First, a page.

Our aim was to test the conductivity of material fused with glass. Of course, many materials are conductive and some more than others. We discussed a range of possible options such as aluminium foil, graphite powder, conductive paint (usually made with graphite powder and gum arabic, so possible to make yourself), conductive thread, copper powder, copper tape, copper wire and of course other metals such as silver, gold, platinum, etc.
Fusing a copper wire between two sheets of glass proved to be a successful technique, therefore we expanded upon this to try copper paste, graphite powder and a graphite/gum arabic paste. I had also brought some copper staples which I arranged underneath a sheet of Bullet Glass (a professional soda lime fusing glass) in varying states of order. The functionality of the staples as a device for fastening and their geometry were inherently technological and I wanted to test out this function with a more organic form.
In the images I am laying the staples onto fire-proof paper that sits in the flat bed fusing kiln, protecting the surface of the kiln. The glass is placed on top and the sheet is placed in the kiln overnight at a temperature of around 800ºC.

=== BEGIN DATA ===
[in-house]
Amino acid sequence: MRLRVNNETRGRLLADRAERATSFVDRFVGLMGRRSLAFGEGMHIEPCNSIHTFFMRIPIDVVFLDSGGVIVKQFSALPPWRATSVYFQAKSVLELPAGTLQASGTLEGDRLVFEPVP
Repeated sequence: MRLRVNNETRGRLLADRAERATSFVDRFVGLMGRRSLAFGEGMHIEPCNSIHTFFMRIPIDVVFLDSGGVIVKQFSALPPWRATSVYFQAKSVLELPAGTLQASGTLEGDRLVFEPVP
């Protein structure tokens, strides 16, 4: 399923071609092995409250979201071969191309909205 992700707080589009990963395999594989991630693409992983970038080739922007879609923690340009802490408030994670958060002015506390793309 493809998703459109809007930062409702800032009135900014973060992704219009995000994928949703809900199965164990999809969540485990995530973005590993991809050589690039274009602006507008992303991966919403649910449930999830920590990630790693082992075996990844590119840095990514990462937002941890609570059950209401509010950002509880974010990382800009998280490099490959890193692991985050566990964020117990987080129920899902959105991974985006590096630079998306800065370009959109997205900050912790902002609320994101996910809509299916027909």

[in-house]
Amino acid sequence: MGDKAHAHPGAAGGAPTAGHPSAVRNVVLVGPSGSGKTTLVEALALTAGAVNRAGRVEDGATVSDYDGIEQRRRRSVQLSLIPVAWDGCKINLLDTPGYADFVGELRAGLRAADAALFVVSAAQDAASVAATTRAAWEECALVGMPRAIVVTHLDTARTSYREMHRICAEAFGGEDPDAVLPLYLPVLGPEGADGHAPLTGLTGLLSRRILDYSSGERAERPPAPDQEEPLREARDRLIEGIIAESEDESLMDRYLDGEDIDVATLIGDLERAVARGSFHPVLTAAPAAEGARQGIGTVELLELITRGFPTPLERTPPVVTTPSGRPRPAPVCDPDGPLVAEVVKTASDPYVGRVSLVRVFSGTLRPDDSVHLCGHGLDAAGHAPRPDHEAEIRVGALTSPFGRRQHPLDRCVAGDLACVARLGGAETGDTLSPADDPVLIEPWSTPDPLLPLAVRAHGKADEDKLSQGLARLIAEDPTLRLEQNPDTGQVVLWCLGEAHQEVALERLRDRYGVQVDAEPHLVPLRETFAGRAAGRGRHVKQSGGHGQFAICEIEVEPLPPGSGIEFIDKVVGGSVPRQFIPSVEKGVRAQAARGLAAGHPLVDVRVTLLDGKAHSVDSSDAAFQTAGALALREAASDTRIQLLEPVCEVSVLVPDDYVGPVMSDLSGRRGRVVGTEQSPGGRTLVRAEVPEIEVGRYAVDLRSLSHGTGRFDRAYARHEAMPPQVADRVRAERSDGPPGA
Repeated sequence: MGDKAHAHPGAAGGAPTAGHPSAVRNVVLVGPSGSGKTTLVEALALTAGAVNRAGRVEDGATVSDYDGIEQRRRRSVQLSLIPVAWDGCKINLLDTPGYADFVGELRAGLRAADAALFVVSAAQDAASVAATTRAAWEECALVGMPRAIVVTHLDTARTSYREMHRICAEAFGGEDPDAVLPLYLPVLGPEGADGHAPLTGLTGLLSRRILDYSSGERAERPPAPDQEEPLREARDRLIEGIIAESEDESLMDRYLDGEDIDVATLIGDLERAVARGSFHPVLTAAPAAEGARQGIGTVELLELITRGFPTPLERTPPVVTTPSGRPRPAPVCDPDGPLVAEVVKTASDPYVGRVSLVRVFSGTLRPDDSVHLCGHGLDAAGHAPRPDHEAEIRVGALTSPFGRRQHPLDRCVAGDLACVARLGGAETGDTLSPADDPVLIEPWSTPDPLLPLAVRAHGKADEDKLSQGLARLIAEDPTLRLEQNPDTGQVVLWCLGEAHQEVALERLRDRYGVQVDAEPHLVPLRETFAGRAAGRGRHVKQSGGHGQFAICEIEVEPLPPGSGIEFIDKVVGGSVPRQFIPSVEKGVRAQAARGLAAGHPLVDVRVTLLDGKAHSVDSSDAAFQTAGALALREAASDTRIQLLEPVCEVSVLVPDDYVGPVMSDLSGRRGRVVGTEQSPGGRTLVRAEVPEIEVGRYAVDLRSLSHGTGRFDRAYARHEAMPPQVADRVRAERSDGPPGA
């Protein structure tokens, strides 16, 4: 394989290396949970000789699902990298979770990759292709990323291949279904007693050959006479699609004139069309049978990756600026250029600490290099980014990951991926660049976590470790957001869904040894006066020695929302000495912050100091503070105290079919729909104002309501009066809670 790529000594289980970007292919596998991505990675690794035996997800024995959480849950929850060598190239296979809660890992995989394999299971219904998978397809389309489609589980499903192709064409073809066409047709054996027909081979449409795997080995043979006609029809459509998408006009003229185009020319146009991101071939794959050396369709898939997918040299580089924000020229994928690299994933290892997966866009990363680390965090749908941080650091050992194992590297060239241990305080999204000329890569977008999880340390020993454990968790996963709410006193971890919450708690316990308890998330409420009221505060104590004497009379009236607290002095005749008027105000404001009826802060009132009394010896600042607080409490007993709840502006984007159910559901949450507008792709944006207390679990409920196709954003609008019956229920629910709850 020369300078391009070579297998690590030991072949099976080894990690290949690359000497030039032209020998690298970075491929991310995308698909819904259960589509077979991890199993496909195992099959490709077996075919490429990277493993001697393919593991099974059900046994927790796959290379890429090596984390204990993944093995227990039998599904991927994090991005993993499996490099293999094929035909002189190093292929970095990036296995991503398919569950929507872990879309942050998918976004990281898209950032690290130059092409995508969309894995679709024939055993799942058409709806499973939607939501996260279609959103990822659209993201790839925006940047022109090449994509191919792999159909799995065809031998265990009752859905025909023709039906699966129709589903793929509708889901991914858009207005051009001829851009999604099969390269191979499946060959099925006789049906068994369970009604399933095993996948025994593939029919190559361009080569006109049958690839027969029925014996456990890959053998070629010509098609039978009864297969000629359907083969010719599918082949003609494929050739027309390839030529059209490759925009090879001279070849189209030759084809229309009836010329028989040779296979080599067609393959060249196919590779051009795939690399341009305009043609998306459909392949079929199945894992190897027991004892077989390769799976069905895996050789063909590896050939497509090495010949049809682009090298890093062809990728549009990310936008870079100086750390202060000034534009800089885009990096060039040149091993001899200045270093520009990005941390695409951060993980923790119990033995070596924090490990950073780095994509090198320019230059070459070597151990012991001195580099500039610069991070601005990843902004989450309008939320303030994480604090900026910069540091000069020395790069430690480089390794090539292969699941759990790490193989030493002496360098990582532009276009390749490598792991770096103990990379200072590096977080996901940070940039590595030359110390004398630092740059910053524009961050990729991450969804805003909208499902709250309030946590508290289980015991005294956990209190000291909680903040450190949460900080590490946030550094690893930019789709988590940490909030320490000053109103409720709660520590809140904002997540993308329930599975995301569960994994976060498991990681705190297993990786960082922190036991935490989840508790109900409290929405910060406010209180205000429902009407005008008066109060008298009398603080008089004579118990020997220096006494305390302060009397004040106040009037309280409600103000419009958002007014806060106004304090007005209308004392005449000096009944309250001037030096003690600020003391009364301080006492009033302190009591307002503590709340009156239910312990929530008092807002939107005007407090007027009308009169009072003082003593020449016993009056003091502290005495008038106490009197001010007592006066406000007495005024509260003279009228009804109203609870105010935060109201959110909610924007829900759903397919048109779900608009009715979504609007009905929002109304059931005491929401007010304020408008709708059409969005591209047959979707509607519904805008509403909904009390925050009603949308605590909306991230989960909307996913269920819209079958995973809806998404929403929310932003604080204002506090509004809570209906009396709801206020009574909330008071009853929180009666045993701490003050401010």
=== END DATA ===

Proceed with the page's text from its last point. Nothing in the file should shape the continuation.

The results showed a beautiful blue-green oxidisation in the three more distributed forms and in the final mass, where the staples were more heavily grouped, the colouration was of a deep reddish brown.
As a part of the workshop, Janis Meissner began developing a programme called Light Writer that causes LEDs to flash in varying hues depending on the colour of the glass that is touched and we used an early version of this to test the conductivity of the glass/staples combination. In this image, you can see that by placing a hand over the glass, a red LED glows.
Images Credit: Justin Marshall